Transforming the Nature of Power – Part 2
By Carla Goldstein
Director of The Women’s Institute at Omega
If we can become the transformers of power by cultivating a new way of being together in our everyday lives, then we help reverse the downward spiral from fear to love, from war to peace, from alienation to connection.
Just as it will take incredible individual and collective effort—unprecedented in scale and speed—to change our behavior to address the fuel power crisis, the same exertion must be made to change the way we use our personal power. This takes awareness, practice, and commitment, but each step perpetuates the next and creates multipliers of support for the transformation of power. And, importantly, changing the personal power paradigm is key to successfully addressing the fuel power crisis and vice versa.
We don’t need to be living directly in the midst of horrific suffering in order to apply a new way of holding power. Our relationship to power can change right now in our everyday lives, including how we are with our family, friends, neighbors, colleagues and strangers. It helps to know that millions of people around the world are dedicated to making this change. As Paul Hawkin says in his book, Blessed Unrest: Why the Largest Movement in The World Came into Being and Why No One Saw It Coming, “I now believe there are over one- and maybe even two- million organizations working toward ecological sustainability and social justice.”
To help bring a deeper level of awareness to your own issues around power and to suggest some practices for becoming a power transformer, listed below are some ideas for doing power differently.
1. Taking A Personal Power Inventory: Raising your own awareness about your motivation for action is a good practice that you can do anytime, anywhere. Throughout your day, ask yourself what is the motivation for action? Is it fear based and self-protective or are you acting from a place of love and compassion? Are you sharing your power to support someone else? Or are you using power to make yourself feel more than someone else?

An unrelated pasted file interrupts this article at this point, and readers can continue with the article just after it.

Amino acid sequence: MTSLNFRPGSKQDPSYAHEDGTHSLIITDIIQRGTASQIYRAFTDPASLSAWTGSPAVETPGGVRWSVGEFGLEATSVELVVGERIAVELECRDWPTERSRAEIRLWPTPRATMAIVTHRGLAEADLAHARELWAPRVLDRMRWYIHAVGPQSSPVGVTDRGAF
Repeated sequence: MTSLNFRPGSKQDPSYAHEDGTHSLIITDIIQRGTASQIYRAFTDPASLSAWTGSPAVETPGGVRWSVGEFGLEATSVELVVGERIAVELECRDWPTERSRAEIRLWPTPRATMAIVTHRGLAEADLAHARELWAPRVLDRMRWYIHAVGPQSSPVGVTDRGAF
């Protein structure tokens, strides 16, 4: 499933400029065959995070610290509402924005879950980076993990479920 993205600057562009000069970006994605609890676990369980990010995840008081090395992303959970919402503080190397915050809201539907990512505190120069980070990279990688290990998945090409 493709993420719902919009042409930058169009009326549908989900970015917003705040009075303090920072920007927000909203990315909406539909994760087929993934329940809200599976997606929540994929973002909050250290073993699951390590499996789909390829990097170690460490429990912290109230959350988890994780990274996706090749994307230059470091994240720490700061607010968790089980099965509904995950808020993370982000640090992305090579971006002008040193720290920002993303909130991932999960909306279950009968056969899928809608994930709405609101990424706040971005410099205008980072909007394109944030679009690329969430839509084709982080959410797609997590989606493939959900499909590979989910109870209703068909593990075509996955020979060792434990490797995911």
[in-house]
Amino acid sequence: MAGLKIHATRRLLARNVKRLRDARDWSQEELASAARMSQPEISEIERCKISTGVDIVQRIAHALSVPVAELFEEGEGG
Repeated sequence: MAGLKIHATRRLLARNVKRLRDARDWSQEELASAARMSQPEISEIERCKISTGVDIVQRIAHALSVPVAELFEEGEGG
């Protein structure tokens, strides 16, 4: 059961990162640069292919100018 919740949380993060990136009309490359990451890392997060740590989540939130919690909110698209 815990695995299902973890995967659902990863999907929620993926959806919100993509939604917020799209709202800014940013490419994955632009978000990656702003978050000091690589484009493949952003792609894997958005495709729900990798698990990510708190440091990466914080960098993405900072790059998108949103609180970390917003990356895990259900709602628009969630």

2. Sharing Your Access: Identify a way in which you have access to powerful relationships or information and identify someone you know who doesn’t have the same kind of access but would benefit from these resources and help them gain access.
3. Surrendering Control: Identify a situation in which you typically take control and instead let someone else be in charge. Becoming accustomed to the feelings associated with allowing others to be in control is good practice for breaking the “need to control” habit.
4. Releasing Your Grip: Identify one way in which you are using your power over others in order to make yourself feel more secure. This could be in a parent/child relationship, a consumer/sales relationship, a hierarchical work relationship—anywhere that you feel or are trying to feel you have “one up” on someone else. Find a way to reorient yourself so that you can release your power grip over others and experience your true equality.
5. Giving Credit Away: By acknowledging others for their contributions to work projects, family meals, or community efforts, you remind yourself of your interdependence and can see how the power of others helps you. This is a good grounding for when you get lost in your own need for credit or to be seen above others.
6. Taking Responsibility For Avoiding Old Paradigm Power: Identify a situation in which someone is using power over you that is disempowering. Create the support you need through friends, family, co-workers, or professional helpers, to transform that circumstance, including your own attitude or approach.
7. Building A New Power Paradigm Network: Tap into the growing network of millions of people around the world who believe we can make this shift in how we use power and are doing it right now. There is an emerging global community that can be found in websites, books, and in organizations that is setting out to make this profound transformation. Check out http://www.wiserearth.org which is a community directory and networking forum for not-for-profit and non-governmental organizations addressing the central issues of our day: climate change, poverty, the environment, peace, water, hunger, social justice, conservation, human rights, and more.
Read more: http://blog.beliefnet.com/thequeenofmyself/2011/03/transforming-the-nature-of-power-part-2.html#ixzz1He0PN3rN
For spiritual nourishment, visit Dr. Susan Corso’s website and blog, Seeds for Sanctuary. Follow her on Twitter @PeaceCorso and Friend her on Facebook. And discover your own Inner Peace at, To Me Peace Is … What is Peace to You?